Guide to Taiwan Anti-Tax Avoidance Measures
In view of many anti-tax avoidance measures have already been placed in the United States, EU countries and many other countries, Taiwan has set anti-tax avoidance measures such as transfer pricing and anti-thin-capitalization in accordance with international regulations. At the same time, the Income Tax Act regarding the addition of “controlled foreign companies” and “actual management offices” has also been passed, and the implementation date is yet to be announced.
Taiwan referred to the transfer pricing guidelines and related measures of the OECD and the United States and European countries. Formulated and issued “Regulations Governing Assessment of Profit-Seeking Enterprise Income Tax on Non-Arm’s-Length Transfer Pricing” (hereinafter referred to as the “TPAS”) as the tax authority to investigate the result of transactions between the parties, whether there is an irregular basis.
(1) Legal Basis
According to the Article 43-1 of the Income Tax Act, A profit-seeking enterprise which has an affiliated relationship with, or is directly or indirectly owned or controlled by another enterprise within or without the territory of the Republic of China, whereof, if it is found that arrangement of their mutual income, cost, expense, profit or loss distribution does not conform with the regular business practice, hence, results in a tax evasion or reduction, the collection authority-in-charge for the purpose of computing the accurate income of the enterprise may report it to the Ministry of Finance for approval in effecting an adjustment in accordance with the regular business practice.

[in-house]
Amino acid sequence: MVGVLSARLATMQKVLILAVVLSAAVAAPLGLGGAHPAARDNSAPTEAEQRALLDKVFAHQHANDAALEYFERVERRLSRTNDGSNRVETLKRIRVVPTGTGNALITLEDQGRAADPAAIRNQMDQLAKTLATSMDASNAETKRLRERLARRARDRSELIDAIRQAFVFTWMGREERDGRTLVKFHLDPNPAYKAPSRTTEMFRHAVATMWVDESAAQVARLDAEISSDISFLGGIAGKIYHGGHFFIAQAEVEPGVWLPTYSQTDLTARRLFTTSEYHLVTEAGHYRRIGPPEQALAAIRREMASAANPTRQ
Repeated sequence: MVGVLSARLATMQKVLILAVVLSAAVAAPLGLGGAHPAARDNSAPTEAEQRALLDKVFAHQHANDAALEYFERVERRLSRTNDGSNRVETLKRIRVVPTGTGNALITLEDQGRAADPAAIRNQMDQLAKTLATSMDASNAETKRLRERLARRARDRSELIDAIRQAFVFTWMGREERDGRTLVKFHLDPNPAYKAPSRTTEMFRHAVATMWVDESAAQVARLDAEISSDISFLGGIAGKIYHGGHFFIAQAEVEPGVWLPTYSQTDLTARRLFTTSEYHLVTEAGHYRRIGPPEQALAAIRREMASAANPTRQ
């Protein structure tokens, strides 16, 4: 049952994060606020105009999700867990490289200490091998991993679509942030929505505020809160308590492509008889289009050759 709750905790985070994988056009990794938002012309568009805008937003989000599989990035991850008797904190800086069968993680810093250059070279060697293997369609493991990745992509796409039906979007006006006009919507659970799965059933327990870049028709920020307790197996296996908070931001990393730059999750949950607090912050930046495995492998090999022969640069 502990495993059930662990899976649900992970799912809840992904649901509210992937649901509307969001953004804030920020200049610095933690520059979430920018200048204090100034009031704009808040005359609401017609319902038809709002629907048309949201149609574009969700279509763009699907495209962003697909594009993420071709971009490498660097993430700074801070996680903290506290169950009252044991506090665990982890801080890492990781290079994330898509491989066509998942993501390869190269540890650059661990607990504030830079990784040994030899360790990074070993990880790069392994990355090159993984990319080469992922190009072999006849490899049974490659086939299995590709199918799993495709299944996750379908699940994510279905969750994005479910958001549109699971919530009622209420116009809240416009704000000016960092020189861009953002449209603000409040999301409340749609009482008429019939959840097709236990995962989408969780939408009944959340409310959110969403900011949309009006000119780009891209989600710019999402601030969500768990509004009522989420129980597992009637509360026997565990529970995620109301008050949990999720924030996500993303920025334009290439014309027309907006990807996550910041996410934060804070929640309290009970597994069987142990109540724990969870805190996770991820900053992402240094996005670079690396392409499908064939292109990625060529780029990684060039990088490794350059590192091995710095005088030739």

(2) Definition of Related Parties
The transfer pricing rules include a specific definition of affiliated enterprises and related parties. For instance, an individual or organization may be considered a related party if a taxpayer owns directly or indirectly 20% or more of the total number of issued shares or total amount of the capital stock of another profit-seeking enterprise.
An individual or organization may be considered a related party in specific circumstances; for example, a foundation and a donor that is a profit-seeking enterprise are considered related parties when the donations received by the foundation from the profit-seeking enterprise amount to one-third of its funds. Further, when the chairperson or general manager of a profit-seeking enterprise, or an individual that holds an equivalent or a higher position, is identical to that of the other profit-seeking enterprise or to the spouse, brother, sister, or lineal descendant of that other profit-seeking enterprise, the individual may be considered a related party.
According to the Article 21 of the TPAS, the Profit-seeking enterprise income taxpayers must disclose information on related parties and related party transactions in their tax returns. The responsible person and the chief financial officer of the entity must sign off on the disclosure to ensure the completeness and accuracy of the information disclosed.